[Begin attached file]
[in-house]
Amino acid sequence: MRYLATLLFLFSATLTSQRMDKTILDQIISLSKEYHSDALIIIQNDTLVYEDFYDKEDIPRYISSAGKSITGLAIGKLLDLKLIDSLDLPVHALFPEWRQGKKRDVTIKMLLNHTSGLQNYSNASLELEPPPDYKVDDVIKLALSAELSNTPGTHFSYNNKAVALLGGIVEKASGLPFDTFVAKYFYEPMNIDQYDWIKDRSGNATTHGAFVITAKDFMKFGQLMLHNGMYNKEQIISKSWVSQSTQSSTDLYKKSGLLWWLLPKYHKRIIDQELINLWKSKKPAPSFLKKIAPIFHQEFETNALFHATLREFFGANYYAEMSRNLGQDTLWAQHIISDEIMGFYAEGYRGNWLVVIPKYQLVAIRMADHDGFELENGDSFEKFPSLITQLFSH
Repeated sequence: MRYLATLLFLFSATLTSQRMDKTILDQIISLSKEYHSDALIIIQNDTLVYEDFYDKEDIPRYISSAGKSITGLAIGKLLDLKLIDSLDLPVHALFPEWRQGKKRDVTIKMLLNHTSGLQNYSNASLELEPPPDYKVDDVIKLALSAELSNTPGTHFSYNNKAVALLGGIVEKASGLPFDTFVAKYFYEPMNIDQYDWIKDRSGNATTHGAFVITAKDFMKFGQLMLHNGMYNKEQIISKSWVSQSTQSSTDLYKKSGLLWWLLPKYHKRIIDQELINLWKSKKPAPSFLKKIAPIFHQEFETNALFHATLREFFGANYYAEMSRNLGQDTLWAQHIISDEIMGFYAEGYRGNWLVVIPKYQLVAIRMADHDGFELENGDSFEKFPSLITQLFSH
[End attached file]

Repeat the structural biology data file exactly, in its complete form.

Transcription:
[in-house]
Amino acid sequence: MRYLATLLFLFSATLTSQRMDKTILDQIISLSKEYHSDALIIIQNDTLVYEDFYDKEDIPRYISSAGKSITGLAIGKLLDLKLIDSLDLPVHALFPEWRQGKKRDVTIKMLLNHTSGLQNYSNASLELEPPPDYKVDDVIKLALSAELSNTPGTHFSYNNKAVALLGGIVEKASGLPFDTFVAKYFYEPMNIDQYDWIKDRSGNATTHGAFVITAKDFMKFGQLMLHNGMYNKEQIISKSWVSQSTQSSTDLYKKSGLLWWLLPKYHKRIIDQELINLWKSKKPAPSFLKKIAPIFHQEFETNALFHATLREFFGANYYAEMSRNLGQDTLWAQHIISDEIMGFYAEGYRGNWLVVIPKYQLVAIRMADHDGFELENGDSFEKFPSLITQLFSH
Repeated sequence: MRYLATLLFLFSATLTSQRMDKTILDQIISLSKEYHSDALIIIQNDTLVYEDFYDKEDIPRYISSAGKSITGLAIGKLLDLKLIDSLDLPVHALFPEWRQGKKRDVTIKMLLNHTSGLQNYSNASLELEPPPDYKVDDVIKLALSAELSNTPGTHFSYNNKAVALLGGIVEKASGLPFDTFVAKYFYEPMNIDQYDWIKDRSGNATTHGAFVITAKDFMKFGQLMLHNGMYNKEQIISKSWVSQSTQSSTDLYKKSGLLWWLLPKYHKRIIDQELINLWKSKKPAPSFLKKIAPIFHQEFETNALFHATLREFFGANYYAEMSRNLGQDTLWAQHIISDEIMGFYAEGYRGNWLVVIPKYQLVAIRMADHDGFELENGDSFEKFPSLITQLFSH